Click here to close now.


@BigDataExpo Authors: Flint Brenton, Liz McMillan, Elizabeth White, Pat Romanski, Chris Witeck

Related Topics: @DevOpsSummit, Java IoT, Linux Containers, IoT User Interface, @CloudExpo, @BigDataExpo

@DevOpsSummit: Blog Post

What If It Is the Network? Dive Deep to Find the Root Cause

How do you identify the real cause behind the network problems?

Modern Application Performance Management (APM) solutions can be tremendously helpful in delivering end-to-end visibility into the application delivery chain: across all tiers and network sections, all the way to the end user. In previous blog posts we showed how to narrow down to various root causes of the problems that the end users might experience. Those issues ranged from infrastructure through application and network, and through the end-user client application or inefficient use of the software. When the problem comes from the end user application, e.g., a Web 2.0 Web site, user experience management (UEM) solutions can offer broad analysis of possible root causes. Similarly, when an APM fault domain algorithm points to the application, the DevOps team can go deep into the actually executed code and database queries to identify the root cause of the problem.

But what do you do when your APM tool points to the network as the fault domain? How do you identify the real cause behind the network problems? Most of the APM tools stop there, forcing the network team to use separate solutions to monitor the actual network packets.

In this article we show how an Application-Aware Network Performance Management (AANPM) suite can be used to not only zero in on the network problems as the fault domain, but also dive deeper to show the actual trace of network packets in the selected context, captured back at the time when the problem happened.

Isolating Fault Domain to the Network
In one of our blog posts we wrote how Fonterra used our APM tools to identify the problem with SAP application used in the milk churn scanning process. The operations team could easily isolate the fault domain to network problems (see Figure 1); they required, however, further analysis to identify the root cause behind that network problem.

Figure 1: The performance report indicates network problems as the fault domain

In some cases information about loss rate or zero window events is enough to successfully find and resolve the problem. In general, finding the root cause may require you to analyze more detailed, packet level views in order to see exactly what is causing this network performance problem. These details can not only help to determine why we experienced packet loss or zero window events, but also whether the problem was gradually ramping up or if there was a sudden flow control blockage, which would indicate congestion.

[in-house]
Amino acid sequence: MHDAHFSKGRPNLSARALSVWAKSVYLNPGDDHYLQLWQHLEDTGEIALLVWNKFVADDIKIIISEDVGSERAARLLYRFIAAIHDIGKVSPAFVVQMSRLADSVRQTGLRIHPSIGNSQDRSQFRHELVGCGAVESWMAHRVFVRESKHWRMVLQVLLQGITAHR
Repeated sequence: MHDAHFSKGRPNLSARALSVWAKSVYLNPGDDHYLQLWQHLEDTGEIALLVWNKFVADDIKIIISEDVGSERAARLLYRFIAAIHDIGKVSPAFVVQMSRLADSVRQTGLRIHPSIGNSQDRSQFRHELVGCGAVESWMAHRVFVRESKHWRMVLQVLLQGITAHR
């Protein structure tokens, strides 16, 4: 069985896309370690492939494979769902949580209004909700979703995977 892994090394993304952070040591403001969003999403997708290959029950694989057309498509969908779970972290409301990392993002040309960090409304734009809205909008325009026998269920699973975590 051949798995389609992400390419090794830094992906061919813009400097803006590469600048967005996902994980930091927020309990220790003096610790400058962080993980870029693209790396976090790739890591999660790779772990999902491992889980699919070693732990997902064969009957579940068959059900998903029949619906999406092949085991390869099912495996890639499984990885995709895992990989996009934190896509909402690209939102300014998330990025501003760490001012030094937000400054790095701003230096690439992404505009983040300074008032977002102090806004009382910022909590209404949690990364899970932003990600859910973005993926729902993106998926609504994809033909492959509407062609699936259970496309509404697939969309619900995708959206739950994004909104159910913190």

For example, a number of users start to experience performance degradation of the service and APM points to the network as the fault domain. The detailed, packet-level analysis can show that the whole service delivery process was blocked by failed initial name resolution.

What Really Happened in the Network?
Why is detailed packet-level analysis so important when our AANPM points to the network?

Let's first consider what happens when we determine fault domain with one of the application delivery tiers. The engineers responsible for that application can start analyzing logs or, better, drill down to single transaction execution steps and often isolate the problem to the actual line of code that was causing the whole performance degradation of the whole application.

However, when our AANPM tells us it is the network, there are no logs or code execution steps to drill down to. Unless we can deliver conclusive and actionable evidence in the form of detailed, packet-level analysis, the network team might have a problem determining the root cause and may remain skeptical whether the network is at fault at all.

This is exactly what happened to one of our customers. An APM solution had correctly identified that there was a performance problem with the web server. The reports showed who was affected and where the users affected by that problem were located when the problem was occurring. The system also pointed toward the network as the primary fault domain.

The network team tried to determine the root cause of the problem. They needed packet level data for that. But, capturing all traffic with a network protocol analyzer after the incident happened not only overloaded the IT team with unnecessary data, but eventually turned out to be a hit and miss.

What the team needed were the network packets at the time the problem occurred, and only those few packets that related to the actual communication realizing affected transactions.

Figure 2: You can drill down to analyze captured network packets in the context of given user operations

For Figure 3, and further insight, click here for the full article.

More Stories By Sebastian Kruk

Sebastian Kruk is a Technical Product Strategist, Center of Excellence, at Compuware APM Business Unit.